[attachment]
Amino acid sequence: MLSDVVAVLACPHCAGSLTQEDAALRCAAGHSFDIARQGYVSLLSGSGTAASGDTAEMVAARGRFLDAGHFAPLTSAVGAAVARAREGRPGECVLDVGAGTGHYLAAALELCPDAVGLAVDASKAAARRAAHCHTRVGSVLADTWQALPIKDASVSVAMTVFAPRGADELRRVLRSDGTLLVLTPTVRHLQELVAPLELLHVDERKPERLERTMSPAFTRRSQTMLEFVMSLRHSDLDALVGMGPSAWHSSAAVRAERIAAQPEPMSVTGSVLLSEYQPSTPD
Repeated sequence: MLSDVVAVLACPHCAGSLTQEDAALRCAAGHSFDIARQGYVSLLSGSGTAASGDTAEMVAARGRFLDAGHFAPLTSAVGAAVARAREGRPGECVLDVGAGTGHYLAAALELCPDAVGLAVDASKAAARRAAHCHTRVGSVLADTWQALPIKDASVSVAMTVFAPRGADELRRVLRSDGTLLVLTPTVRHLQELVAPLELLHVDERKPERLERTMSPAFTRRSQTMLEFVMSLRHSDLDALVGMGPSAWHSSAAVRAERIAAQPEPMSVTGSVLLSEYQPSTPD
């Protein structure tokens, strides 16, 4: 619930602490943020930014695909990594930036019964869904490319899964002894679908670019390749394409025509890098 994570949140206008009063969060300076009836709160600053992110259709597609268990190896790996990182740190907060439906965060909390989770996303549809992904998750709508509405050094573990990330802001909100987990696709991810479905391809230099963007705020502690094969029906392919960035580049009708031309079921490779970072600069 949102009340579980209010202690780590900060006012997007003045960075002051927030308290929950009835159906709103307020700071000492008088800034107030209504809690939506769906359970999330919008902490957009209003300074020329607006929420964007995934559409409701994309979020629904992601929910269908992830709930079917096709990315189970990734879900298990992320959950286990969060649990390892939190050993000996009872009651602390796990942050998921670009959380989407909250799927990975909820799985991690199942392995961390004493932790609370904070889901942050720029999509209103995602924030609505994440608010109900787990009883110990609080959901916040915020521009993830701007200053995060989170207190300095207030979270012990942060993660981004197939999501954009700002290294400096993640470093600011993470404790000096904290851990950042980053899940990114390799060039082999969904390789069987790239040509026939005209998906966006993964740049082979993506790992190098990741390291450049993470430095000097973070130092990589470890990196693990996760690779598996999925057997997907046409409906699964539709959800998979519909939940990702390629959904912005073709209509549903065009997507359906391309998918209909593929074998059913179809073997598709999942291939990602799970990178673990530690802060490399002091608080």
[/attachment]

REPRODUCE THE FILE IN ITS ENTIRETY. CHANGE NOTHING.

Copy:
Amino acid sequence: MLSDVVAVLACPHCAGSLTQEDAALRCAAGHSFDIARQGYVSLLSGSGTAASGDTAEMVAARGRFLDAGHFAPLTSAVGAAVARAREGRPGECVLDVGAGTGHYLAAALELCPDAVGLAVDASKAAARRAAHCHTRVGSVLADTWQALPIKDASVSVAMTVFAPRGADELRRVLRSDGTLLVLTPTVRHLQELVAPLELLHVDERKPERLERTMSPAFTRRSQTMLEFVMSLRHSDLDALVGMGPSAWHSSAAVRAERIAAQPEPMSVTGSVLLSEYQPSTPD
Repeated sequence: MLSDVVAVLACPHCAGSLTQEDAALRCAAGHSFDIARQGYVSLLSGSGTAASGDTAEMVAARGRFLDAGHFAPLTSAVGAAVARAREGRPGECVLDVGAGTGHYLAAALELCPDAVGLAVDASKAAARRAAHCHTRVGSVLADTWQALPIKDASVSVAMTVFAPRGADELRRVLRSDGTLLVLTPTVRHLQELVAPLELLHVDERKPERLERTMSPAFTRRSQTMLEFVMSLRHSDLDALVGMGPSAWHSSAAVRAERIAAQPEPMSVTGSVLLSEYQPSTPD
């Protein structure tokens, strides 16, 4: 619930602490943020930014695909990594930036019964869904490319899964002894679908670019390749394409025509890098 994570949140206008009063969060300076009836709160600053992110259709597609268990190896790996990182740190907060439906965060909390989770996303549809992904998750709508509405050094573990990330802001909100987990696709991810479905391809230099963007705020502690094969029906392919960035580049009708031309079921490779970072600069 949102009340579980209010202690780590900060006012997007003045960075002051927030308290929950009835159906709103307020700071000492008088800034107030209504809690939506769906359970999330919008902490957009209003300074020329607006929420964007995934559409409701994309979020629904992601929910269908992830709930079917096709990315189970990734879900298990992320959950286990969060649990390892939190050993000996009872009651602390796990942050998921670009959380989407909250799927990975909820799985991690199942392995961390004493932790609370904070889901942050720029999509209103995602924030609505994440608010109900787990009883110990609080959901916040915020521009993830701007200053995060989170207190300095207030979270012990942060993660981004197939999501954009700002290294400096993640470093600011993470404790000096904290851990950042980053899940990114390799060039082999969904390789069987790239040509026939005209998906966006993964740049082979993506790992190098990741390291450049993470430095000097973070130092990589470890990196693990996760690779598996999925057997997907046409409906699964539709959800998979519909939940990702390629959904912005073709209509549903065009997507359906391309998918209909593929074998059913179809073997598709999942291939990602799970990178673990530690802060490399002091608080």